• C07C319/00Preparation of thiols, sulfides, hydropolysulfides or polysulfides
    • C07C319/26Separation; Purification; Stabilisation; Use of additives
    • C07C319/28Separation; Purification
    • BPERFORMING OPERATIONS; TRANSPORTING
    • B01PHYSICAL OR CHEMICAL PROCESSES OR APPARATUS IN GENERAL
    • B01JCHEMICAL OR PHYSICAL PROCESSES, e.g. CATALYSIS OR COLLOID CHEMISTRY; THEIR RELEVANT APPARATUS
    • B01J2208/00Processes carried out in the presence of solid particles; Reactors therefor
    • B01J2208/00008Controlling the process
    • B01J2208/00017Controlling the temperature
    • BPERFORMING OPERATIONS; TRANSPORTING
    • B01PHYSICAL OR CHEMICAL PROCESSES OR APPARATUS IN GENERAL
    • B01JCHEMICAL OR PHYSICAL PROCESSES, e.g. CATALYSIS OR COLLOID CHEMISTRY; THEIR RELEVANT APPARATUS
    • B01J2208/00Processes carried out in the presence of solid particles; Reactors therefor
    • B01J2208/00008Controlling the process
    • B01J2208/00548Flow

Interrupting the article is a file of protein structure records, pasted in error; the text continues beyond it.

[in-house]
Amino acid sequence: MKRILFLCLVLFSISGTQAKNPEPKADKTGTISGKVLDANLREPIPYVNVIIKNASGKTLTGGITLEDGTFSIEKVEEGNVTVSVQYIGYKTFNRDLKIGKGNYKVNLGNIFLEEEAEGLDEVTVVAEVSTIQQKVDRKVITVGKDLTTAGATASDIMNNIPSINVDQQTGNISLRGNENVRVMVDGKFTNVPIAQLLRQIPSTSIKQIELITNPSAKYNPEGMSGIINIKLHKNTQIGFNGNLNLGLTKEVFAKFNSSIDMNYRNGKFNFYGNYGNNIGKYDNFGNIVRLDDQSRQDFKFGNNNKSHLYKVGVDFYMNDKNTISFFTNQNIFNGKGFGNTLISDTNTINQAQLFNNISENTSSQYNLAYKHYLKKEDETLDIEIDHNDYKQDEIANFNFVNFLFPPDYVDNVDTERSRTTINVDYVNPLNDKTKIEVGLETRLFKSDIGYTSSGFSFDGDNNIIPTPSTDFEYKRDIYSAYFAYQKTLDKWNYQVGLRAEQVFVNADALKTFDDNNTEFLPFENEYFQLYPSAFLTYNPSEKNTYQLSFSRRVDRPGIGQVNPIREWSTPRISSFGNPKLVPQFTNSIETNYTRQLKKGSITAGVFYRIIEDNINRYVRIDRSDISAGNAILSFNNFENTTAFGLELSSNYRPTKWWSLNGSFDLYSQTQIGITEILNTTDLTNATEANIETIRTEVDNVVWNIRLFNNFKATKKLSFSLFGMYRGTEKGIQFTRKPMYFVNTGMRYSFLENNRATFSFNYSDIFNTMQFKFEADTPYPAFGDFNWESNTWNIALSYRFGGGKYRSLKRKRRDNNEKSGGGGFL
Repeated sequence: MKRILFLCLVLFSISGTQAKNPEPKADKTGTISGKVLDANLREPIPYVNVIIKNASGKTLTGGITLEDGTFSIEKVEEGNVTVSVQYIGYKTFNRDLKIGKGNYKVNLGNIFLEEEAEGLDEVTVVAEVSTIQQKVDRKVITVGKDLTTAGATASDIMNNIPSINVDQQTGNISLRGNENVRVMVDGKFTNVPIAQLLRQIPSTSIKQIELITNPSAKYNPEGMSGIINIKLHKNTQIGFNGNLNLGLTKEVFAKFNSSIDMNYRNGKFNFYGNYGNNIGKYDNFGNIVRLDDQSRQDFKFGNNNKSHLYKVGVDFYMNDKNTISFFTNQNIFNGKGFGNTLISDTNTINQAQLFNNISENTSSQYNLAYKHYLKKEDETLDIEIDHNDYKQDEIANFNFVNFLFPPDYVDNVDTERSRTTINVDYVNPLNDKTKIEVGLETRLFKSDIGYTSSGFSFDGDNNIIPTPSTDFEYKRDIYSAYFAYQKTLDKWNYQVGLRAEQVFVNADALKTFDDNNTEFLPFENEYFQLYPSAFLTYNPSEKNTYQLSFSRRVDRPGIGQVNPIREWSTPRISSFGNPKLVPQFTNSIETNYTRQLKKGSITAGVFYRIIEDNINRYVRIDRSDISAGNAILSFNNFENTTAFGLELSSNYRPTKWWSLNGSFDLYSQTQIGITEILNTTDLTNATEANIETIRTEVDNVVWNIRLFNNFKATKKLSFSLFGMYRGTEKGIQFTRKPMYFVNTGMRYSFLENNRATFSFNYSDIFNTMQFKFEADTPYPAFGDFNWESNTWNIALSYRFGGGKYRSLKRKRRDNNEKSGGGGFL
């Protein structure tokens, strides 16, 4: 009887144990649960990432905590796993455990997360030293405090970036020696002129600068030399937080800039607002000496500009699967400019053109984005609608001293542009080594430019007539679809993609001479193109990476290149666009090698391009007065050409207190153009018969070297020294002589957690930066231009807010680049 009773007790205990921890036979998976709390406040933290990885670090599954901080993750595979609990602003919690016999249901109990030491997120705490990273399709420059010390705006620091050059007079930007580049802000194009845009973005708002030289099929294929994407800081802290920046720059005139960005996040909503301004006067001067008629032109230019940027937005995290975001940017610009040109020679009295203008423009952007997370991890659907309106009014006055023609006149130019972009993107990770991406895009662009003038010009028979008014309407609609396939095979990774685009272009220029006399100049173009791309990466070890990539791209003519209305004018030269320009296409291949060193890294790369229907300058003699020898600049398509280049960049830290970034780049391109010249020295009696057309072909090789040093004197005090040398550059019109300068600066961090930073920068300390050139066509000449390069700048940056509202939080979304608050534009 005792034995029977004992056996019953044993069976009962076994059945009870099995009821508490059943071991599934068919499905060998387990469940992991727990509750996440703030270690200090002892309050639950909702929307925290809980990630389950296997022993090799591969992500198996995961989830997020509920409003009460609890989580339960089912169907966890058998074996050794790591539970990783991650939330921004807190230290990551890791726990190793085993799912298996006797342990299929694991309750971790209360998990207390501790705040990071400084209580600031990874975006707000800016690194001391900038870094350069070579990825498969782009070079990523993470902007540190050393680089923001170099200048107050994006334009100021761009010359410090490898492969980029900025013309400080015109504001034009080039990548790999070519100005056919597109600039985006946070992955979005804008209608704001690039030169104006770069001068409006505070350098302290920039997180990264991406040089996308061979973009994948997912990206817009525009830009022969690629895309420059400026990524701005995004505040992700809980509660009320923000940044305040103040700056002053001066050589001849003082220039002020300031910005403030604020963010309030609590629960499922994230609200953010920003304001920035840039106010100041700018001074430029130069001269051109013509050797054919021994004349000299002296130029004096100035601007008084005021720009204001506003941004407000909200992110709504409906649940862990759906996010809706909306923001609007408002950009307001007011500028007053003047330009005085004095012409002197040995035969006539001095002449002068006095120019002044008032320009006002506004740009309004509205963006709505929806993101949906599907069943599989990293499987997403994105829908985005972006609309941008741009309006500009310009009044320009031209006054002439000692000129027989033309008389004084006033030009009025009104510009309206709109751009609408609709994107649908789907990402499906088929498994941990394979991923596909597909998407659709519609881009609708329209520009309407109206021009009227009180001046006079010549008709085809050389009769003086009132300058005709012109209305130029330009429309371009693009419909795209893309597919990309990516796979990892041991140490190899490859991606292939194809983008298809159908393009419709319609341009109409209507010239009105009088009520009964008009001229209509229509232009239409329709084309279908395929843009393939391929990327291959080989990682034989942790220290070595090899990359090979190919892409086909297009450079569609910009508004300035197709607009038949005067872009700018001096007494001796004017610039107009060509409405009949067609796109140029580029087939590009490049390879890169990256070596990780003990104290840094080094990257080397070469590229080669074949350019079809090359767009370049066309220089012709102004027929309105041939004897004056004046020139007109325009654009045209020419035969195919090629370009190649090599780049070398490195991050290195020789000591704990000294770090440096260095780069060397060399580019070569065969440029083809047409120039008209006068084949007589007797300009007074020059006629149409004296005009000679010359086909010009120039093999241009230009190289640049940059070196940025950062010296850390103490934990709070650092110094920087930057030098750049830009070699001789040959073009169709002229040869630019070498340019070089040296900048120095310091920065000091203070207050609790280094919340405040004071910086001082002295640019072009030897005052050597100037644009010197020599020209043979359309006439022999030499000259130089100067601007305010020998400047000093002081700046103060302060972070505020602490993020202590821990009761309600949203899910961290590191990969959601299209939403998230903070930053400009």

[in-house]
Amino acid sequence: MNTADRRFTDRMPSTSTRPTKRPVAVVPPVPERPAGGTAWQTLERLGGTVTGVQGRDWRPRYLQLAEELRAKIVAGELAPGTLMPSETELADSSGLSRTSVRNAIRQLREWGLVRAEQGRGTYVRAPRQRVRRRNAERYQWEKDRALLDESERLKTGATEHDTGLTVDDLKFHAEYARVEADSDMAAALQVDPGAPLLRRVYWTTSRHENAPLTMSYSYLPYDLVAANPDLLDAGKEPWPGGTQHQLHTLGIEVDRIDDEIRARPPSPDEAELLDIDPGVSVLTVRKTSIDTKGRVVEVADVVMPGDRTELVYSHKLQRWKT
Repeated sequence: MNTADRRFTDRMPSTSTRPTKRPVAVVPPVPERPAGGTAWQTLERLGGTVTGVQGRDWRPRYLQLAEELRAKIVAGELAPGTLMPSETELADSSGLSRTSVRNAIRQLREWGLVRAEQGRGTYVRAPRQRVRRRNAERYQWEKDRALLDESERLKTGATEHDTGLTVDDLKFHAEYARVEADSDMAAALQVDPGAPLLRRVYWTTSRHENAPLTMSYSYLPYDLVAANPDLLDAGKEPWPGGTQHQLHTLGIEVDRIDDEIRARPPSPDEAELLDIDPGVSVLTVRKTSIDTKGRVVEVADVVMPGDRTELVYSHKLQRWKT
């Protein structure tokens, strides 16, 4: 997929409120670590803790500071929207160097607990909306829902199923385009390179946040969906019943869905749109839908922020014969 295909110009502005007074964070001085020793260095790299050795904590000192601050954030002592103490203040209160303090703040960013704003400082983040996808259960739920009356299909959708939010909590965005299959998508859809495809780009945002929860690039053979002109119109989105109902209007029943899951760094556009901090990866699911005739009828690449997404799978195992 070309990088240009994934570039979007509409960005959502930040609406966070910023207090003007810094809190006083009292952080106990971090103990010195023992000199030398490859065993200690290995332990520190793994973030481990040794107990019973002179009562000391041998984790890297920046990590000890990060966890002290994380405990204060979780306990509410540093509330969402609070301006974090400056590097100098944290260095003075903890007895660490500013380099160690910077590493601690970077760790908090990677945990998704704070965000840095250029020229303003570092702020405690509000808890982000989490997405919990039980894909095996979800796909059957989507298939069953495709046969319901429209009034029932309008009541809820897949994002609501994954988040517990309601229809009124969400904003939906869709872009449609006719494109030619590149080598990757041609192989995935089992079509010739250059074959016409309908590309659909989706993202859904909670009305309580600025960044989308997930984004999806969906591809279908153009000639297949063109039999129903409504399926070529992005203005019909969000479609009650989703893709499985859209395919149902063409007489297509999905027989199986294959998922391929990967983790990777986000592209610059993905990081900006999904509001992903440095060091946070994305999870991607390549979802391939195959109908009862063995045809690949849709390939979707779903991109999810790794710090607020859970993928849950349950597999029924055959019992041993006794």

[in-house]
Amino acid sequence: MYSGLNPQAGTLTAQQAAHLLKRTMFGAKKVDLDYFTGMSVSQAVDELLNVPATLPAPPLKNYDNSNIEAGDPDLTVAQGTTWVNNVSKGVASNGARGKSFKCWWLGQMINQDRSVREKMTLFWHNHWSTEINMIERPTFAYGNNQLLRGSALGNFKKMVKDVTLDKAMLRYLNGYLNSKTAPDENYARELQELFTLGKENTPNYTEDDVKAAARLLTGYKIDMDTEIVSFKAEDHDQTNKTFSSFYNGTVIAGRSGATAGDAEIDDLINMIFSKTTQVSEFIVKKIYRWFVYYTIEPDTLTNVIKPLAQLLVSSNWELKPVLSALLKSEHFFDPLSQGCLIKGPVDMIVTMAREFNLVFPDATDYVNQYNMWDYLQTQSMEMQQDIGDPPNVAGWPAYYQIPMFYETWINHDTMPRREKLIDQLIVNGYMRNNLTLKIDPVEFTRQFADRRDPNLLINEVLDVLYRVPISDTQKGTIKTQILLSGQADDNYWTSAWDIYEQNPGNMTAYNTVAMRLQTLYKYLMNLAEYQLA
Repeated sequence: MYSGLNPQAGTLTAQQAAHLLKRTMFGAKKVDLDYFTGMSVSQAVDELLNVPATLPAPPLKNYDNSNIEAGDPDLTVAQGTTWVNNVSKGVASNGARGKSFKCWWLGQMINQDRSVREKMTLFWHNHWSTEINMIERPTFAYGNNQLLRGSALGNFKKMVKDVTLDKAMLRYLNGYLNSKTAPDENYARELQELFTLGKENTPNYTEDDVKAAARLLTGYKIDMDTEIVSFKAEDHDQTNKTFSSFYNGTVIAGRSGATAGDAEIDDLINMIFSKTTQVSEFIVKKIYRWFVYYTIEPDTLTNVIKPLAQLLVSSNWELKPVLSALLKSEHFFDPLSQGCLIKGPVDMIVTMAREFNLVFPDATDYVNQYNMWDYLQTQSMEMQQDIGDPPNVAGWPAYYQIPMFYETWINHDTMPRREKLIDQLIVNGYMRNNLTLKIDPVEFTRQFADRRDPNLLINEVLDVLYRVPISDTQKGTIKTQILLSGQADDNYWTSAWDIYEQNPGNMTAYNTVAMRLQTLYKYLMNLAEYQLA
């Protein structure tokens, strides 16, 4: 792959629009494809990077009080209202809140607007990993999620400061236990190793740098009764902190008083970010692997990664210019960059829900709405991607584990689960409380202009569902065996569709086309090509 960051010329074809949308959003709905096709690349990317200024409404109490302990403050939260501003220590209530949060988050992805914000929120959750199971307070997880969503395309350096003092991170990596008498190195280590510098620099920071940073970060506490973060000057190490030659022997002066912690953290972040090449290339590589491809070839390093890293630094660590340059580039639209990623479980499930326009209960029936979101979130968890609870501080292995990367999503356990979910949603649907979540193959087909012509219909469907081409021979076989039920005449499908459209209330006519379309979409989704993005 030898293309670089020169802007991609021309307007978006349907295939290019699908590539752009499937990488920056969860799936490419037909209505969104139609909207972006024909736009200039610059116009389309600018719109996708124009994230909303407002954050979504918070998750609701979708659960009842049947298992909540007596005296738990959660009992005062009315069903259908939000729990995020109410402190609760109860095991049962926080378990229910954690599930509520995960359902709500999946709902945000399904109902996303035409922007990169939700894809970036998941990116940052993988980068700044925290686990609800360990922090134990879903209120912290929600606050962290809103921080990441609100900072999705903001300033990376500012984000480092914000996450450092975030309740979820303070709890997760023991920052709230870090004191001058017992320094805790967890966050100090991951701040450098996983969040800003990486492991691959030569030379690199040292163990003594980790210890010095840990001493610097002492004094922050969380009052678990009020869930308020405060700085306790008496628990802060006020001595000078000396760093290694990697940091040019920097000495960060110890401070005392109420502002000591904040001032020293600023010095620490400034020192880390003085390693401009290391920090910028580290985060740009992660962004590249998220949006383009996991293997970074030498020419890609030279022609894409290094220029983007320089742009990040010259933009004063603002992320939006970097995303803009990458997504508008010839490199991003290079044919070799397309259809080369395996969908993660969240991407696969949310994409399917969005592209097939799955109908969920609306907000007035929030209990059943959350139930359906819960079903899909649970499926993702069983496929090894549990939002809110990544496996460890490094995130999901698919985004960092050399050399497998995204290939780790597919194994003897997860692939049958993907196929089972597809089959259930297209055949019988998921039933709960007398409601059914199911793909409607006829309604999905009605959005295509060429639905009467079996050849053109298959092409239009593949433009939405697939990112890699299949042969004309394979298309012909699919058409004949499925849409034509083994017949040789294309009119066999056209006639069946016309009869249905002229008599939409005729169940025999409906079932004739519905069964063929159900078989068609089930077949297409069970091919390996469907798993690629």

• B01J2208/00557Flow controlling the residence time inside the reactor vessel

Abstract

The invention refers to the use of a particulate catalyst containing 60.0 to 99.5 wt.% ZrO2 stabilised with an oxide of the element Hf and at least one oxide of the element M, wherein M = Ce, Si, Ti, or Y, for the hydrolysis reaction of methionine amide to methionine, wherein the median particle size x50 of the particulate catalyst is in the range of from 0.8 to 9.0 mm, preferably of from 1.0 to 7.0 mm. The invention also refers to a process for preparing methionine comprising a step of contacting a solution or suspension comprising methionine amide and water with said particulate catalyst to provide a reaction mixture comprising methionine and/or its ammonium salt from which methionine can be isolated.

Description

Salt-free production of methionine from methionine nitrile
Due to their function as protein building blocks for the nutrition of animals and humans, amino acids have a fundamental importance in animal nutrition. Feedstuffs are therefore additionally enriched with amino acids such as D,L-methionine, which increases their nutritional value.
D,L-methionine is an essential amino acid that must be ingested with food. As a feed additive it contributes to an efficient, healthy and environmentally friendly nutrition of farm animals, especially poultry and pigs. It is therefore also an important building block when it comes to the sustainable supply of a growing world population with animal protein. Therefore, a cost-effective synthesis method for D,L-methionine, which is also well suited to large-scale industry, is of great importance.
State of the art: